Parenting may be the most difficult job on the planet. It seems that raising up children, little sinners, tests our patience, endurance, compassion, and love on a regular basis. How we discipline our children often evidences how we are doing with these other attitudes and heart responses. Most parents struggle not to use discipline as a means of expressing our own frustration and/or desperation. We can help ourselves and our kids, however, if we seek to expand our corrective discipline tool belt.
Often we lose it with our kids because our approach to discipline is too limited. Most parents have one, or at most two, tools in their belt: spanking and/or time-outs. But what happens when you’ve used your only tool and nothing has changed? What do you do when you’ve spanked your kid or put them in time out and they are still throwing a fit, still defiant, still disobedient? What do you then? At those moments parents are often the most frustrated and begin to look for anything in desperation to make their child compliant. Often they cross over the line between firm correction and sinful anger. When we feel out of control as parents it’s tempting to do whatever it takes to get the situation back in our control, and at such moments of desperation parents are most prone to sin. Creativity in our approach to discipline can help us greatly.
Consider the five following corrective/disciplinary tools:
Logical consequences for sin
One way to implement discipline is to let our children feel the natural consequences of their sinful choices and sinful behaviors. The story of the Prodigal Son is a good example of this. Once the son has recklessly and selfishly spent all his money he finds himself eating with pigs (Luke 15:11-24). He had reached the end of his rope, and the end of himself and found himself in the humiliating and desperate situation of being without a home and without food. These consequences were the means by which he “came to himself” and returned home repentant.
When we try to mitigate or intervene on the natural consequences of sinful behavior we may interrupt the natural incentive for change. So long as it is not life- threatening, let your children reap what the sow. The reaping may be what God uses to help them sense their need to repent.
In Psalm 107:10-12 God responds to Israel’s rebellion against Him by “bowing their hearts down with hard labor.” The extra work was a means by which they would be humbled and learn to repent of their waywardness. Adding chores, responsibilities, and work to a disobedient child’s life can increase their aversion to a specific sin. It’s not addressing a heart issue, obviously, but it is reinforcing the need to hate their sin. Kids should have normal chores, this is more than just the average responsibility. This should be the kind of work that hurts a little bit, things like: cleaning the shower tile, raking the leaves, washing the car, or weeding the flower bed.
Loss of Privileges and Rewards
Deuteronomy 28 spells out for the children of Israel that there is blessing for obedience and cursing for disobedience. When children disobey the removal of privileges and the loss of rewards is a valid form of punishment. The intent is to make them regret their behavior, to understand that sinful attitudes and responses to do not warrant rewards and privileges. The lost benefits should be related to something they love. Sending kids to their room when they can play video games and chat on the computer is not a punishment. Sending them to their rooms when they’d rather be alone then spend time with the family is not a loss of privilege, it is playing into their wants. Use this consequences to drive home the point that sinful behavior will not be tolerated.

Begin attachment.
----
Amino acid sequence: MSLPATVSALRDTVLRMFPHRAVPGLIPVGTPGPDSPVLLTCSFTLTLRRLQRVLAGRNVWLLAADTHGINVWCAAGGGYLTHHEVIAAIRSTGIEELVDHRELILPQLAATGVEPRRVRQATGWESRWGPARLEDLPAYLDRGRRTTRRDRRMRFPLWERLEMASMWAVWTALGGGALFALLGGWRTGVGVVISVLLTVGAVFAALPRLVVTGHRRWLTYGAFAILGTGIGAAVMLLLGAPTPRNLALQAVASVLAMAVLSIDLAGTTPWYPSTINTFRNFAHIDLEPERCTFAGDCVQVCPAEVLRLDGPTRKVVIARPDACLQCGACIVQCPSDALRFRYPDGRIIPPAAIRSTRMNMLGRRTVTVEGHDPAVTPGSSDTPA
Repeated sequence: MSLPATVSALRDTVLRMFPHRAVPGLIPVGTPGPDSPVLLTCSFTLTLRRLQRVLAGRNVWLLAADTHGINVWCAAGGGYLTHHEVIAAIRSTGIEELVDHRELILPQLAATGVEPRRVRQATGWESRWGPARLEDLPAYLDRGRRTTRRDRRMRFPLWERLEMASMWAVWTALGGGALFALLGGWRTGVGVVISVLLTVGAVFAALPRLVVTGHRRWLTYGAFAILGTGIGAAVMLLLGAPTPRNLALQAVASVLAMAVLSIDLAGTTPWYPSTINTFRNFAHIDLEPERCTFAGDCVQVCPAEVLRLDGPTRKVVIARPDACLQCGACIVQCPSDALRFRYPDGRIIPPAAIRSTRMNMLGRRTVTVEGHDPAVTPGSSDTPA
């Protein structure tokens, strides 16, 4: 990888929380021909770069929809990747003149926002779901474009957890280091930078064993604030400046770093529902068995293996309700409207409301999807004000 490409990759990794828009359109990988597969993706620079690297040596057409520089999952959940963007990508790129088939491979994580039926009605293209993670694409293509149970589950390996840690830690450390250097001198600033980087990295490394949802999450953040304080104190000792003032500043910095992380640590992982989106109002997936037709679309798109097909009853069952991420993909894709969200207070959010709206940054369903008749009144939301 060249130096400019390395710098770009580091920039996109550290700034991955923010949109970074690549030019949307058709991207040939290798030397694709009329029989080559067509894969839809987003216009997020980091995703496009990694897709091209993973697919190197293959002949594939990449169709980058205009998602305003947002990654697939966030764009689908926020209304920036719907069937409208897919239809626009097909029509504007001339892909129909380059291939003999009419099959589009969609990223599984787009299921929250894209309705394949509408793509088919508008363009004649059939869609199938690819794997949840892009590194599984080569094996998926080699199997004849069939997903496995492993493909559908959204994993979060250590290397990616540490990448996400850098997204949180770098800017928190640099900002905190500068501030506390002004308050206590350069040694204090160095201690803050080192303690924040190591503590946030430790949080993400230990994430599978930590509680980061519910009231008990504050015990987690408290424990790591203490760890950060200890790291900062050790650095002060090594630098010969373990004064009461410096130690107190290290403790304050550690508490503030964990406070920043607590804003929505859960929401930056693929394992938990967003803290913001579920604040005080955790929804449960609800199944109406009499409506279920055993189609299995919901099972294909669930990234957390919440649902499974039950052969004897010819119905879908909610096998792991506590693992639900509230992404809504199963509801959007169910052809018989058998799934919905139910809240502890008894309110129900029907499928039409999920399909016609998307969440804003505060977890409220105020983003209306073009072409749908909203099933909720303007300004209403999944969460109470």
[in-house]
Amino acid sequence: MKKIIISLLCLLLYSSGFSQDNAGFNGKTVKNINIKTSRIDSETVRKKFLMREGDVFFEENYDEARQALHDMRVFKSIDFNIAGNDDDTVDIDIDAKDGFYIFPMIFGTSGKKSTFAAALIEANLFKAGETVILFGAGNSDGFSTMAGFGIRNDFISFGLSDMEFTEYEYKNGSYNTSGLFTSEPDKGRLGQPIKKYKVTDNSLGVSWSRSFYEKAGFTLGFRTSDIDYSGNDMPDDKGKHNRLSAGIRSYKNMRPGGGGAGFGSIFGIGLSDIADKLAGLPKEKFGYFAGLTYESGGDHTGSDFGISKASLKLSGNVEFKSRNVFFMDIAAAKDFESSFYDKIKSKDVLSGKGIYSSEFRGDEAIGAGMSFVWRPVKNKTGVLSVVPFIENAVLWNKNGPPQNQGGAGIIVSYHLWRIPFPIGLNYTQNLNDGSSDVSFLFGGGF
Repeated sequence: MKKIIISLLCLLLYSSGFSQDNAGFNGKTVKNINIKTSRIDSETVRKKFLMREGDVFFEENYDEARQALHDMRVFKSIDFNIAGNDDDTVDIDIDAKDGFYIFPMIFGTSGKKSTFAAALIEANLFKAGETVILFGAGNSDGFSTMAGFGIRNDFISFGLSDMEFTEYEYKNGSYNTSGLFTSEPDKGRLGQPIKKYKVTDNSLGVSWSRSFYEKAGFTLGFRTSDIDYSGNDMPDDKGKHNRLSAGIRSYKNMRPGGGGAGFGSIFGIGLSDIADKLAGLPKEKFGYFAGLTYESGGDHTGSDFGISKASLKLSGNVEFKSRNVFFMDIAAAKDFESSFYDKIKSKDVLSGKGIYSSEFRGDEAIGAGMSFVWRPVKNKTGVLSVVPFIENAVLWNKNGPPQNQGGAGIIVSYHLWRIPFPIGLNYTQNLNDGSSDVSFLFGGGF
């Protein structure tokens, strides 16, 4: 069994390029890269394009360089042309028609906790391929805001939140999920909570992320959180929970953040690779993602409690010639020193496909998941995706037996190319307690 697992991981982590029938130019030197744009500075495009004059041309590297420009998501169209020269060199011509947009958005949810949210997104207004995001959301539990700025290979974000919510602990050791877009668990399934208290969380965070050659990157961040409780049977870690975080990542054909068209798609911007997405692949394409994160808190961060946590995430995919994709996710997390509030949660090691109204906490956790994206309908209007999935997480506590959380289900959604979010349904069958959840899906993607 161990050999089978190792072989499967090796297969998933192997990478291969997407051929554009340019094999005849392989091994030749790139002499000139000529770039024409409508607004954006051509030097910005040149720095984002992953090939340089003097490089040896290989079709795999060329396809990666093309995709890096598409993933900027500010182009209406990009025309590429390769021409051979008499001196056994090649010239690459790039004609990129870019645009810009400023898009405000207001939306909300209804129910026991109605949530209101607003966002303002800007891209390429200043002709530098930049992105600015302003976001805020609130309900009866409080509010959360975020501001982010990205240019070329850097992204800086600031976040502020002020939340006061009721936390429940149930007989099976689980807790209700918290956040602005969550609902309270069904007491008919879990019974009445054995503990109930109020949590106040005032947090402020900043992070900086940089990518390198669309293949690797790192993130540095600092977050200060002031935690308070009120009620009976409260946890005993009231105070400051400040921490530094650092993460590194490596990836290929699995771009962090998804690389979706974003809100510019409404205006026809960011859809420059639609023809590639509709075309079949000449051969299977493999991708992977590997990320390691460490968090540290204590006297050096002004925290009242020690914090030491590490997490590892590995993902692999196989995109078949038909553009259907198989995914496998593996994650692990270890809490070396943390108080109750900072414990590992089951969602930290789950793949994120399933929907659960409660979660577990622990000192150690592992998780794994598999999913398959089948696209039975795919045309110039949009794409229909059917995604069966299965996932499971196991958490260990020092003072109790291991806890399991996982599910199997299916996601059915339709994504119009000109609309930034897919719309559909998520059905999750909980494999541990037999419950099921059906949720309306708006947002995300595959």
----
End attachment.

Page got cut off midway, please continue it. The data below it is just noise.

The Rod of Men
God disciplines the children of Israel through a variety of kingdoms and opponents. Whether Assyria or Babylon, He uses man as his tool to punish his children. 2 Samuel 7:14 says, “I will punish them with the rod of men.” Sometimes letting others be involved can help communicate a serious point. As our children grow older they can sometimes become more resistant to our own instruction and rebuke, but the reinforcement by others can add weight to the consequences. Consider the roles of other godly people in your child’s life. Who can help institute consequences for sinful behaviors: a coach, a teacher, an employer, a pastor, the law. Parents are sometimes tempted to bail their children out of trouble, to protect them from the consequences they incur for their sin. Let the law do its job, let coaches bench your child, let teachers give failing grades. Don’t fight against these people who want to do good for your child, work with them.
Spanking is acceptable when done rightly. Proverbs 13:24 famously instructs parents that those who love their children will discipline, and this may include the rod. To spare the rod, we are told, is to spoil the child. Spanking, however, should be used sparingly and only as a last resort for deliberate defiance. It should be accompanied by clear instruction about what is happening and explanations for why it is happening. Your child should never have to wonder why they are receiving a spanking. It should always be done in privacy, so as not to embarrass your child. Parents should express grief and should follow-up spankings with comfort and reassurance of love. Spanking in anger and frustration are always bad, make sure you are calm and careful. You want your child to remember that sin has consequences, not that mom or dad got angry.
Using a variety of tools in correcting our children can help us to avoid “losing it.” It also takes to heart the importance of instructing our children. We want to discipline our children for their growth, not simply demand their compliance. This means thinking more carefully and strategically about how we correct them. Expand your tool belt, parents, and help yourselves and your children.